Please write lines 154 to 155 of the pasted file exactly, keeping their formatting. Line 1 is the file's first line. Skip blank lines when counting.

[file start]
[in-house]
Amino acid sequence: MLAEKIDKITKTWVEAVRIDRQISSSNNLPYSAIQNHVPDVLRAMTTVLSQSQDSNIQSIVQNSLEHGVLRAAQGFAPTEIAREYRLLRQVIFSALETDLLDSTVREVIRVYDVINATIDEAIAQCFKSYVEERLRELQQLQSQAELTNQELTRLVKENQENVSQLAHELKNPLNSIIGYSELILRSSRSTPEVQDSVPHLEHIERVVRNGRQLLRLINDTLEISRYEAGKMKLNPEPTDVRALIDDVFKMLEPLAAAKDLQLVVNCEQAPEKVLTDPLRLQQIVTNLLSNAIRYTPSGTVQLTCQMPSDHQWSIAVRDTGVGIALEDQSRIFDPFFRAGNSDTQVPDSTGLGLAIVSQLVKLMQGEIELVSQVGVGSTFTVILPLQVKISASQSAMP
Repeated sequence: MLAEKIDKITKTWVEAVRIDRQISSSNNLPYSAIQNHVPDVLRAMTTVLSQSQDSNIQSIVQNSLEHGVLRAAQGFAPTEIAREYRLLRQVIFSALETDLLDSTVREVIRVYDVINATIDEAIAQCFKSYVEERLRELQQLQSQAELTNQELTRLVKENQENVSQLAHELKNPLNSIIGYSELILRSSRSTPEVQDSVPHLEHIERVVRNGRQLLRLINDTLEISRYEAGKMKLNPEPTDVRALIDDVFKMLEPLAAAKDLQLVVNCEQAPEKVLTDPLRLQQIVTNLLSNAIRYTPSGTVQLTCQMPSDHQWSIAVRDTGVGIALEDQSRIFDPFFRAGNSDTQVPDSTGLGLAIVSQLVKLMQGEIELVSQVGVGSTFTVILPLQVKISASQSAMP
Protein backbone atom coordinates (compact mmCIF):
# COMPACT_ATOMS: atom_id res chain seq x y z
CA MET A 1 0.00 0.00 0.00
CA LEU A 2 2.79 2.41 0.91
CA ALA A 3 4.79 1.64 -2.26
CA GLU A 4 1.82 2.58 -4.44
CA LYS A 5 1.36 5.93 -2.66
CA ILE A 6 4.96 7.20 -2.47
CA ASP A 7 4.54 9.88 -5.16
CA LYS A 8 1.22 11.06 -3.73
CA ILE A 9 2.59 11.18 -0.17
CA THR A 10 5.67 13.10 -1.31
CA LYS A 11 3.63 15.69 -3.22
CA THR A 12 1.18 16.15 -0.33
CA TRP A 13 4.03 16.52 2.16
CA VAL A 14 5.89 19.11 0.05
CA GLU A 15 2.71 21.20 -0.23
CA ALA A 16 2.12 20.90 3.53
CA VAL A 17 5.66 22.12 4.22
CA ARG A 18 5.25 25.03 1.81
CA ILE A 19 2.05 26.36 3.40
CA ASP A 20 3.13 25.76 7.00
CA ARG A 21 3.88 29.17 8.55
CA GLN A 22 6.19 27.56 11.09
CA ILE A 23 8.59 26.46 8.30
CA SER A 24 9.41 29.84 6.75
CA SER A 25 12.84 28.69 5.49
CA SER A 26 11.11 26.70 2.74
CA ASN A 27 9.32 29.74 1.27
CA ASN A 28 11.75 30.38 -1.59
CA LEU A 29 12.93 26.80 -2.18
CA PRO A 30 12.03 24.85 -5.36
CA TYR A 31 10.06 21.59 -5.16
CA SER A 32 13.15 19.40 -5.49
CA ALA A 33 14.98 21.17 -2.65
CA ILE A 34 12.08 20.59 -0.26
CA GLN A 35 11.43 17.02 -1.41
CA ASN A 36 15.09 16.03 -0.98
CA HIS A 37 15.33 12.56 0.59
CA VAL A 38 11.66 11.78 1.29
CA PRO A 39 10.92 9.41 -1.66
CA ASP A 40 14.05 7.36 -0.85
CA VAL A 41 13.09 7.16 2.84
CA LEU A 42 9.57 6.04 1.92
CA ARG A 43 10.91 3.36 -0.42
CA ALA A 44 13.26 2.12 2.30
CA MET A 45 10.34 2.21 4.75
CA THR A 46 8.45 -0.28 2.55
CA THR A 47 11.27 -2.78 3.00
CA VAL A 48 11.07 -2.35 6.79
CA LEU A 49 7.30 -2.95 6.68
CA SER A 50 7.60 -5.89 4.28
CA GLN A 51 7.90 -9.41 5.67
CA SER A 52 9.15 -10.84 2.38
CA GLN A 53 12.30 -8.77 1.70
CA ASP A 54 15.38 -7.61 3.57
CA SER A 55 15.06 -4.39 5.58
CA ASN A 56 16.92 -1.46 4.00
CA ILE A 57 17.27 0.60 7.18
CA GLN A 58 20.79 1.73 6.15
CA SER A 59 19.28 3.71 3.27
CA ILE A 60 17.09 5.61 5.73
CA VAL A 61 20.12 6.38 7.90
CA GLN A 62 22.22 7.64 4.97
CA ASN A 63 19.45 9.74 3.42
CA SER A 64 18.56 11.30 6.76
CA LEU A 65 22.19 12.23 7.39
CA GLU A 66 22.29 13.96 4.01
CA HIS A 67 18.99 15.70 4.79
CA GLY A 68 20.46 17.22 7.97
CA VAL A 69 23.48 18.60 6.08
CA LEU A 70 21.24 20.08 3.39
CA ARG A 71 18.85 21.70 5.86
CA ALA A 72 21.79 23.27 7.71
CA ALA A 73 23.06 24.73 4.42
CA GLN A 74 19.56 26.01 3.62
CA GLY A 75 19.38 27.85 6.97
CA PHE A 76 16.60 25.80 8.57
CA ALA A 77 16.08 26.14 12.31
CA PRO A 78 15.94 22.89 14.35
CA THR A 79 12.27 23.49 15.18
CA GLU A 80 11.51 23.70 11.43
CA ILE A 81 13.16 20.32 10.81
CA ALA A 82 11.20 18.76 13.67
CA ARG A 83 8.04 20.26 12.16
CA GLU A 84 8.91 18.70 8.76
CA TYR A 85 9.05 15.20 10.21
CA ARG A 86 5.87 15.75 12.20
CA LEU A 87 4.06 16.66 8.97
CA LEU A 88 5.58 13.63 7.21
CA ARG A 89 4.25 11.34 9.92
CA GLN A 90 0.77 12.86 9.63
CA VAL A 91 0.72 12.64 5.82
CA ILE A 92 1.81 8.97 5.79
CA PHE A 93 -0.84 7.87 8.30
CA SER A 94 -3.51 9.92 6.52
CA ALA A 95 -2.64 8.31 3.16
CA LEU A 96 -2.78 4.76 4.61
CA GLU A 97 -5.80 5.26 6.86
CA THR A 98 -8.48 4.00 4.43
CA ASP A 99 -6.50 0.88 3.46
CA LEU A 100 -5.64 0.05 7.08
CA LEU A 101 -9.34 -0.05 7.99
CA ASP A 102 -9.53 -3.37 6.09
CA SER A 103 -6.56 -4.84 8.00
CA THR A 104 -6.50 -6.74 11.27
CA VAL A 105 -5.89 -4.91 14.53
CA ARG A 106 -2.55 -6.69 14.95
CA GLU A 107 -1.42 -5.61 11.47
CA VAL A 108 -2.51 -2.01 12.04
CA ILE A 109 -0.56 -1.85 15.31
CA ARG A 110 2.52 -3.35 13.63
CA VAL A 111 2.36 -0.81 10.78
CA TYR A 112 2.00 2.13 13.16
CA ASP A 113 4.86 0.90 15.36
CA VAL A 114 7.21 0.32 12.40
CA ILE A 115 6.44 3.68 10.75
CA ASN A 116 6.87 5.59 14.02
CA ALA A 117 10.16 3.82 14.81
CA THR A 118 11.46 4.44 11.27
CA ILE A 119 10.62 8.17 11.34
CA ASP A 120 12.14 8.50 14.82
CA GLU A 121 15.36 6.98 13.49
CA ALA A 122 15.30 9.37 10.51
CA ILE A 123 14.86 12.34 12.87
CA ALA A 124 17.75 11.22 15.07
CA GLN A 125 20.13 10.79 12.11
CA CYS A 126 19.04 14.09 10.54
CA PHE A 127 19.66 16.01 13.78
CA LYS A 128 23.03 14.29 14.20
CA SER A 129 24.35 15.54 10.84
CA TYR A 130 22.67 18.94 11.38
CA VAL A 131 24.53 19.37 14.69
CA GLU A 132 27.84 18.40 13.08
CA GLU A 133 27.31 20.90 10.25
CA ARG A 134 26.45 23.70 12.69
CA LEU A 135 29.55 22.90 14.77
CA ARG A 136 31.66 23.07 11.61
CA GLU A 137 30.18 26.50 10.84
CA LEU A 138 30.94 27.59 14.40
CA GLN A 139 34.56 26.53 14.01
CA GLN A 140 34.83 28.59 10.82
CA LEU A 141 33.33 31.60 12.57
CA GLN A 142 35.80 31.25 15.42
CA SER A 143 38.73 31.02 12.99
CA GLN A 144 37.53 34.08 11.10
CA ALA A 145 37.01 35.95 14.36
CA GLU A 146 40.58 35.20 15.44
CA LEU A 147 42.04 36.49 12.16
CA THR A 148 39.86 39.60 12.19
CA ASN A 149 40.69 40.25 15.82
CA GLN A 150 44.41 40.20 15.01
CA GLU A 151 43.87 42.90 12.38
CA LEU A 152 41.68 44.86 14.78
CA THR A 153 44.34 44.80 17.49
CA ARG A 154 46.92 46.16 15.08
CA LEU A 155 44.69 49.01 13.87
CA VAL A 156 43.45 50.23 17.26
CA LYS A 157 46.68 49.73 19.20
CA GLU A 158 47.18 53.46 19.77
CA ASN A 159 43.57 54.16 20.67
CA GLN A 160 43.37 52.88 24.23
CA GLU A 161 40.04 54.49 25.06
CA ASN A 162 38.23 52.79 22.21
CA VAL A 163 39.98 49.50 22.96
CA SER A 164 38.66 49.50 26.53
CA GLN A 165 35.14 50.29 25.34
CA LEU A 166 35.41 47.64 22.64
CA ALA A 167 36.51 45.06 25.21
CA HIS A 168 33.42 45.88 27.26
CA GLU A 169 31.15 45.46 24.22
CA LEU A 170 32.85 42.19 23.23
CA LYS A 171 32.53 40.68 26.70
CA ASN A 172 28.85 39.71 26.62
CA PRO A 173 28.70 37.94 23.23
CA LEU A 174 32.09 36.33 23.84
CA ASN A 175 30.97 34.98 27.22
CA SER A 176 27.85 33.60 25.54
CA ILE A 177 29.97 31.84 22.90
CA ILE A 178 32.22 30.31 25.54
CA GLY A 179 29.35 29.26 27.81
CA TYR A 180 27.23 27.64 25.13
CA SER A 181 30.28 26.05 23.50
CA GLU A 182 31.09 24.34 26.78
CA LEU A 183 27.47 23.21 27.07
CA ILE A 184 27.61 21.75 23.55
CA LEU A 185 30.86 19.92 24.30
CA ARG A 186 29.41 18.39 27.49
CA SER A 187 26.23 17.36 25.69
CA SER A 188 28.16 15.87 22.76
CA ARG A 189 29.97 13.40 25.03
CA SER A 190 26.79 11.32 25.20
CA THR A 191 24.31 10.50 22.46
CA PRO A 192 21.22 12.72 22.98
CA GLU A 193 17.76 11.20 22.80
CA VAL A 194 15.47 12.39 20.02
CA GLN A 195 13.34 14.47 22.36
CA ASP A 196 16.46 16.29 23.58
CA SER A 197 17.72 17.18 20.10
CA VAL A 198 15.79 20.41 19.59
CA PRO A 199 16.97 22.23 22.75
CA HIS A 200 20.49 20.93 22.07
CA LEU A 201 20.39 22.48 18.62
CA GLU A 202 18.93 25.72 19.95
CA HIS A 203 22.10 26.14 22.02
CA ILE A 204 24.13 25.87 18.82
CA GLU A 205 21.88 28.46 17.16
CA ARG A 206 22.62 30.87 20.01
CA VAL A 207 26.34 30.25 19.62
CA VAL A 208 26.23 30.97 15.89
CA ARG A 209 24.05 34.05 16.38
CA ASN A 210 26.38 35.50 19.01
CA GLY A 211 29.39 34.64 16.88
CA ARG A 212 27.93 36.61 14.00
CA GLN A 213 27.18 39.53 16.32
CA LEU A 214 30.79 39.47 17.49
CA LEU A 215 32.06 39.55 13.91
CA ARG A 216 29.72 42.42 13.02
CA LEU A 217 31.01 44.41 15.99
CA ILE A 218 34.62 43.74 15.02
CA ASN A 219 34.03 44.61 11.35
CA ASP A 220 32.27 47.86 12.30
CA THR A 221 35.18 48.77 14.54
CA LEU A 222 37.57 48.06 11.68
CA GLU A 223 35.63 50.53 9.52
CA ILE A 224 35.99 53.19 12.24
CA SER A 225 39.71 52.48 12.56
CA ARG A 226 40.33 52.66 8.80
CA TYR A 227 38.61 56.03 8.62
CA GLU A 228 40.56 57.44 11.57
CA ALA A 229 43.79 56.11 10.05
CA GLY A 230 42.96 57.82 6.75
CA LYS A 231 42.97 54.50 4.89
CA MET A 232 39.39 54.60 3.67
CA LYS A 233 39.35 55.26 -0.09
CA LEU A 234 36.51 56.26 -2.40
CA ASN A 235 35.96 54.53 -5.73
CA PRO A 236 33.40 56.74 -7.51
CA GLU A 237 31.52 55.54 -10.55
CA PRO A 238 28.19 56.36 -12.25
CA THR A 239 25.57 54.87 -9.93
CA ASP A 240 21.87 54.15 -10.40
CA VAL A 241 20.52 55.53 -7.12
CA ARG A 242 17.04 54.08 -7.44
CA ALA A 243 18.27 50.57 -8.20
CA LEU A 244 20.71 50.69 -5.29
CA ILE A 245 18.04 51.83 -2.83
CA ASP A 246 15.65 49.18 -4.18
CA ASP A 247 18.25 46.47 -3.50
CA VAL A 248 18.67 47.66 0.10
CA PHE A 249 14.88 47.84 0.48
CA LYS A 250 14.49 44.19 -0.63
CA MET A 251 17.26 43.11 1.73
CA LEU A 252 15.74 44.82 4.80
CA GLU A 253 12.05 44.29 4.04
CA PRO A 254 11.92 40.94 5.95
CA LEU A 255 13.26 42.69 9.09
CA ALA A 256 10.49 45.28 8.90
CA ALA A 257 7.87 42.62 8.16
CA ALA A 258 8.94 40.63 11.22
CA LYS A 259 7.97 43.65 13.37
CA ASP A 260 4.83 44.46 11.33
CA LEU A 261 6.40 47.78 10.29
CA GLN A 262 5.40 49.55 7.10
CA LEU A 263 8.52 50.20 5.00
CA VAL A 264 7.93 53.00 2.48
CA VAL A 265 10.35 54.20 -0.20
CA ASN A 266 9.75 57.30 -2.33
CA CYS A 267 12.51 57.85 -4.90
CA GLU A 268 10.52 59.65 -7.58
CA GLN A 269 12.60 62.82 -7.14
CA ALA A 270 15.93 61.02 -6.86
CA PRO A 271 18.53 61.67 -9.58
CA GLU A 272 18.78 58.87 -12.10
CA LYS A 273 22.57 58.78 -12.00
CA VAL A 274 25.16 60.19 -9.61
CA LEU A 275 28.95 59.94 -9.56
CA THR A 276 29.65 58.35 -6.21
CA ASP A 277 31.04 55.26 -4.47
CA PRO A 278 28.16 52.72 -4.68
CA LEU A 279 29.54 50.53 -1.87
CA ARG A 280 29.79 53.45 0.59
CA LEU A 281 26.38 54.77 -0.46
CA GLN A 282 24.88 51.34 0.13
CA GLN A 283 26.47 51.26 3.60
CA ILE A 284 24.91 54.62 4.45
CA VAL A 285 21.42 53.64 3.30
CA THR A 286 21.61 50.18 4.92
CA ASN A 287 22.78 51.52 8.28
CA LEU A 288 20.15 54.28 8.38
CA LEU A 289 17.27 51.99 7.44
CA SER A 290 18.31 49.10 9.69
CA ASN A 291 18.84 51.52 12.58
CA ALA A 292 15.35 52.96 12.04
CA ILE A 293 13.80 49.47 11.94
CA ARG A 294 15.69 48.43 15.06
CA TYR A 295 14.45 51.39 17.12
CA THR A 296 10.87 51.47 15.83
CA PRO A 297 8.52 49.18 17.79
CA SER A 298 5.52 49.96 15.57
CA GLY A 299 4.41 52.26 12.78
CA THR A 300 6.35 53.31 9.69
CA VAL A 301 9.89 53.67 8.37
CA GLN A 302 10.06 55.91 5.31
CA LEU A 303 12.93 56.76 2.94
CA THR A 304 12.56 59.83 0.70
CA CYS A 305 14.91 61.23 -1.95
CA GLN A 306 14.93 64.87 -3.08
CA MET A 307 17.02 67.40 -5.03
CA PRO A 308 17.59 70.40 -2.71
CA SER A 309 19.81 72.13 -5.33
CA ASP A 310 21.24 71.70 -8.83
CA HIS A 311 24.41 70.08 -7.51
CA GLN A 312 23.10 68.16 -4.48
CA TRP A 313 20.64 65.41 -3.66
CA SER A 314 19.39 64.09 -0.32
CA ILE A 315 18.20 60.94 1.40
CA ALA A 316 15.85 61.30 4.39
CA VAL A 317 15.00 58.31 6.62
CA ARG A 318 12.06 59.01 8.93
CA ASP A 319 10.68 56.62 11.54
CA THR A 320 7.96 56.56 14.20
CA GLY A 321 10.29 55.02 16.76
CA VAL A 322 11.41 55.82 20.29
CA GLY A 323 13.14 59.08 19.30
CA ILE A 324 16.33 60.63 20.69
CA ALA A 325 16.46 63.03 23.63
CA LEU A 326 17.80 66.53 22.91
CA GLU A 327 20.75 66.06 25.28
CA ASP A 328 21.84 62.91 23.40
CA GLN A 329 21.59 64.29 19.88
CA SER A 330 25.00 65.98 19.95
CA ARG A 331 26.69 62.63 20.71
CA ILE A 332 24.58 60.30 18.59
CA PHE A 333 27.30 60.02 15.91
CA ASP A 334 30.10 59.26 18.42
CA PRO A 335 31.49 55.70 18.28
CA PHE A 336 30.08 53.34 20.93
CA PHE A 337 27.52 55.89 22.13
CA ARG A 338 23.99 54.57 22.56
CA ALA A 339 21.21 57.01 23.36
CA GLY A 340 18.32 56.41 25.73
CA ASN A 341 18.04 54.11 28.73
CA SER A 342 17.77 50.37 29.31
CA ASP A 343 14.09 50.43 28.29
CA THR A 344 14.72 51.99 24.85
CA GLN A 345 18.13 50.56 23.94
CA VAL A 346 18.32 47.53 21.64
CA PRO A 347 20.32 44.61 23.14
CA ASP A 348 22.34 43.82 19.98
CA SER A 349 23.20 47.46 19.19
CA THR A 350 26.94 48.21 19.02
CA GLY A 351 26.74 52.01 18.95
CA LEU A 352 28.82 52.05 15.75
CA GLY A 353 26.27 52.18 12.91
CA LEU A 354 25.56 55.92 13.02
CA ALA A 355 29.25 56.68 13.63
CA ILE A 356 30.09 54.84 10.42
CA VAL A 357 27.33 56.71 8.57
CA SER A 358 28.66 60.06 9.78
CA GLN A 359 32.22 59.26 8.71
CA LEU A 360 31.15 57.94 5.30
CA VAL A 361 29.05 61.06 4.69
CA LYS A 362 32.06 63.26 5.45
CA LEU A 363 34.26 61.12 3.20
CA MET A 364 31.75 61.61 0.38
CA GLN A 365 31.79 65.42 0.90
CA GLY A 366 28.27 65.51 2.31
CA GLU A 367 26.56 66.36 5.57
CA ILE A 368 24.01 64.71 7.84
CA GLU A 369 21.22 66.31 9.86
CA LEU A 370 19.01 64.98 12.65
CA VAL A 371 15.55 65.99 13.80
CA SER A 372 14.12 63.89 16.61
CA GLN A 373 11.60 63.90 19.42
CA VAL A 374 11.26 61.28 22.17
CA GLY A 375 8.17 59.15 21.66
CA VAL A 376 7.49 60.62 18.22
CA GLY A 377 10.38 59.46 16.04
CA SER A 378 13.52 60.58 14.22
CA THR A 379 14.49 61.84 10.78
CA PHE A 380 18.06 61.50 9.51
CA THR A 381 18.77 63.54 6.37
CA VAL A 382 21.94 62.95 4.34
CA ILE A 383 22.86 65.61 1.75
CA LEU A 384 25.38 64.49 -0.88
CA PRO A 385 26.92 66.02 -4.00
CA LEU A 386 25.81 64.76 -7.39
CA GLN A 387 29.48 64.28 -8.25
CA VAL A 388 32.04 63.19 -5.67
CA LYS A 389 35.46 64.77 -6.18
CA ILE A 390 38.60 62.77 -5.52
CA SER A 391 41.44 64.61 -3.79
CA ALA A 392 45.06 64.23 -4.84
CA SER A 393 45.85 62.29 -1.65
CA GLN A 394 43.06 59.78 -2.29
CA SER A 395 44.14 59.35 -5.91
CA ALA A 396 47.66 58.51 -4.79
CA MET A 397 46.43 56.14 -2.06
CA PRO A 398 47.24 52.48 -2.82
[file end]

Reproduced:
CA ASN A 149 40.69 40.25 15.82
CA GLN A 150 44.41 40.20 15.01